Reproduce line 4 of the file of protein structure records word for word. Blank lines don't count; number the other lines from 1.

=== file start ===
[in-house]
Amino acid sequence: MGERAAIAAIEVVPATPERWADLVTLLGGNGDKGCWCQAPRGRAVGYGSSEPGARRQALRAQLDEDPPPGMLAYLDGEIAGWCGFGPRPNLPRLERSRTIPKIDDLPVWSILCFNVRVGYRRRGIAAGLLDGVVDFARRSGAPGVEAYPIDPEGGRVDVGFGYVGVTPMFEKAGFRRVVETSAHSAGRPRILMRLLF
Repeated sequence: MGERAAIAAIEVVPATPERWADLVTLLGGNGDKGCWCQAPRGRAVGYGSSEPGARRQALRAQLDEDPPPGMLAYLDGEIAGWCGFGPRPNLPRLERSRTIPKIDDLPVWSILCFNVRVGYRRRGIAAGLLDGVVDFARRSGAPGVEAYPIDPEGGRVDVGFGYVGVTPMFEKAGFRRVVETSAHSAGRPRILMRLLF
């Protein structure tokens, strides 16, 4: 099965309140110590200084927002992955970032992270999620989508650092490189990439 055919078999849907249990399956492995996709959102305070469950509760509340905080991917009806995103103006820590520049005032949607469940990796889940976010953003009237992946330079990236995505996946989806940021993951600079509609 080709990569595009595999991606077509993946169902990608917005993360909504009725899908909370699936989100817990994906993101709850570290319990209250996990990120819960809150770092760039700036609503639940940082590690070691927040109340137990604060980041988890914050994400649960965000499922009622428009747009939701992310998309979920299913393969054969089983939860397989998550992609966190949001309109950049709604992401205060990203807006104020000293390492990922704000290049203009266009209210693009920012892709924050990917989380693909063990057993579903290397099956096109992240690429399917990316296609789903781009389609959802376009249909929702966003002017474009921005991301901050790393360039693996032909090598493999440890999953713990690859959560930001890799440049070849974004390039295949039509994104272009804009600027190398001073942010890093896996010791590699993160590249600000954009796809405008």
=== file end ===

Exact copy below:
């Protein structure tokens, strides 16, 4: 099965309140110590200084927002992955970032992270999620989508650092490189990439 055919078999849907249990399956492995996709959102305070469950509760509340905080991917009806995103103006820590520049005032949607469940990796889940976010953003009237992946330079990236995505996946989806940021993951600079509609 080709990569595009595999991606077509993946169902990608917005993360909504009725899908909370699936989100817990994906993101709850570290319990209250996990990120819960809150770092760039700036609503639940940082590690070691927040109340137990604060980041988890914050994400649960965000499922009622428009747009939701992310998309979920299913393969054969089983939860397989998550992609966190949001309109950049709604992401205060990203807006104020000293390492990922704000290049203009266009209210693009920012892709924050990917989380693909063990057993579903290397099956096109992240690429399917990316296609789903781009389609959802376009249909929702966003002017474009921005991301901050790393360039693996032909090598493999440890999953713990690859959560930001890799440049070849974004390039295949039509994104272009804009600027190398001073942010890093896996010791590699993160590249600000954009796809405008």